We Ride (and Survive) Death Trap, a Snowmobile Built for Florida

It was advertised in the headline on Facebook Marketplace as an “All-Terrain Death Trap” by its owner, 39-year-old Matthew Daniel Malott, who possibly needs to read, say, “Sell Online Like a Creative Genius” by Brainard Carey ($8.99, Amazon), because while Malott seems to have the “Creative” part down, “Genius” may need work.

It’s the only thing that could explain why it required six weeks to sell Death Trap. It finally took an ad with a patriotic twist, targeted at a Memorial Day-loving buyer interested in this 1998 Arctic Cat snowmobile, located in Webster. 

Which is unfortunately not Webster, Minnesota, which is located in Rice County, where the average snowfall is 44 inches.

Malott and his Arctic Cat are in Webster, Florida. Which is in Sumter County, where the average snowfall is—zero inches. Perhaps he’d have better luck if he and the Arctic Cat were located in the northernmost county in Florida, which would be Jackson County, which averages—zero inches of snow. Although the State Archives of Florida does have in its files a photo captioned “Boys having a snowball fight at the Florida School for Boys in Marianna, Florida,” which is in Jackson County. That was in 1958, and the snowballs look kind of like chilled dust, or maybe the grayish ash that falls during the annual summer forest fire season. Tallahassee, which isn’t that far from Marianna, received an all-time record of 2.8 inches of snow in what was referred to in the press as “The Blizzard of 1958.” No, seriously. 

Malott and his Arctic Cat, even if they lived in snowy Jackson County, Florida, are 42 years too late for the Blizzard. Even Arctic Cat was two years too late, since it wasn’t incorporated until 1960—in Thief River Falls, Minnesota, which is in Pennington County. Annual snowfall: 40.7 inches.

So we’ve established, to tedium, that this Arctic Cat will never see snow again, but Malott persevered. We’d expect nothing less from a man who said he does something electronic to forklifts we didn’t entirely understand for a living, and who is a dedicated tinkerer and an amateur motorcycle road racer who has finished on the podium in races at Daytona International Speedway, which is in Volusia County, annual snowfall of You Don’t Want To Know.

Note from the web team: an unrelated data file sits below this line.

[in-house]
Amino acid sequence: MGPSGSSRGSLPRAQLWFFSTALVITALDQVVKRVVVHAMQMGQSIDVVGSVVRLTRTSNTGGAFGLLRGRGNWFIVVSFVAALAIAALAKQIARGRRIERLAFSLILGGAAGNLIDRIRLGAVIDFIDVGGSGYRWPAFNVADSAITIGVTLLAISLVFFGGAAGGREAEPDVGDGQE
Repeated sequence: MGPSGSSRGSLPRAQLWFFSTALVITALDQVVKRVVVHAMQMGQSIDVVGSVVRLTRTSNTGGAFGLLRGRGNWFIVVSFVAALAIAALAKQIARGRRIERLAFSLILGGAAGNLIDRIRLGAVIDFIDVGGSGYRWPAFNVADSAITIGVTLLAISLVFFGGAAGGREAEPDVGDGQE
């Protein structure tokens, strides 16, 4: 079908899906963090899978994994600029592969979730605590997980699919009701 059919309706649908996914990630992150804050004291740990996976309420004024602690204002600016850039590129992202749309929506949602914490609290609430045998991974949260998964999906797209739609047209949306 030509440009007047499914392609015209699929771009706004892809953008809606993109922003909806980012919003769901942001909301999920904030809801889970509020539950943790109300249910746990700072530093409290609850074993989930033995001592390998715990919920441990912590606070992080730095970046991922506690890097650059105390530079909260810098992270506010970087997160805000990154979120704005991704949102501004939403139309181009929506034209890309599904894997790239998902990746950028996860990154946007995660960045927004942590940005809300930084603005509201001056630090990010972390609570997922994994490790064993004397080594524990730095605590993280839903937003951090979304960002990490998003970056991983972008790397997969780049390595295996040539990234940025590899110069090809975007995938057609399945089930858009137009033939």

His racing bike can hit 180 mph on the track’s high banks, so we know Malott likes to go fast. Which does not explain why, when his father went up north on a trip a year or so ago, Malott told him not to come home without a junky old snowmobile, or something approximating that. 

Nor does it explain why Malott promptly went to work on the mostly green and black and silver-where-the-black-wore-off Arctic Cat to make it more suitable for Sumter County’s coldest month, which is January, average low of 48 degrees, average high a brisk 70.

So the skis went, replaced by wheels and tires that look like they came from Harbor Freight, but are actually from a Kawasaki 400 ATV, as are many of the front suspension parts. There are kits available to put wheels on snowmobiles, “but they are crazy expensive,” Malott said. “Like 10 times what this cost.”

The engine is a relatively stock fuel-injected Suzuki two-stroke. Arctic Cat began using Suzuki engines in 1976, but the company started building its own in 2014.

It’s loud, it’s quick–-about 105 horsepower at the track, which for Floridians is the big rubber belt that looks like the checkout at the Piggly Wiggly. Except Death Trap’s track—say that three times, real fast, and the Sumter County Sheriff’s Office might let you off with a warning—has big ridges and metal studs, so instead of a cloud of snow, you leave a cloud of grass clippings as you operate the fastest soil aerator in Webster.

It’s also hot, since it only gets to be cooled by snow zero months a year. Airflow is unimpressive, and what air that gets to the engine starts out at like 90 degrees most of the year anyway. 

So, using a worn-out swing arm as a bracket, Malott mounted up a radiator from a Suzuki GSX-R 1000, which are not that hard to find since the radiators sometimes survive the crash that occurs after doing a wheelie into the back of an F-350.

And to set it all off properly, Malott added a rear mud flap that says GIT-R-DONE, the never-get-tired-of-hearing-it trademark of Larry the Cable Guy, who is really Daniel Lawrence Whitney, who was actually living in Sanford, Florida, when he developed his, um, three-hyphenated-word trademark phrase that launched his career. And now Larry the Cable Guy is worth an estimated $50 million, because for some people, this really is the America that Sean Hannity thinks he lives in. But more importantly, LTCG, who can be forgiven for having never actually worked as a cable guy, and very likely never will, is accurately quoted on the back of Death Trap. 

Really, Matthew Malott, what were you thinking with this Arctic Cat? “It was kind of like a dog chasing a tire,” he said. “Once I got it where I wanted it, I thought, ‘Now what?”’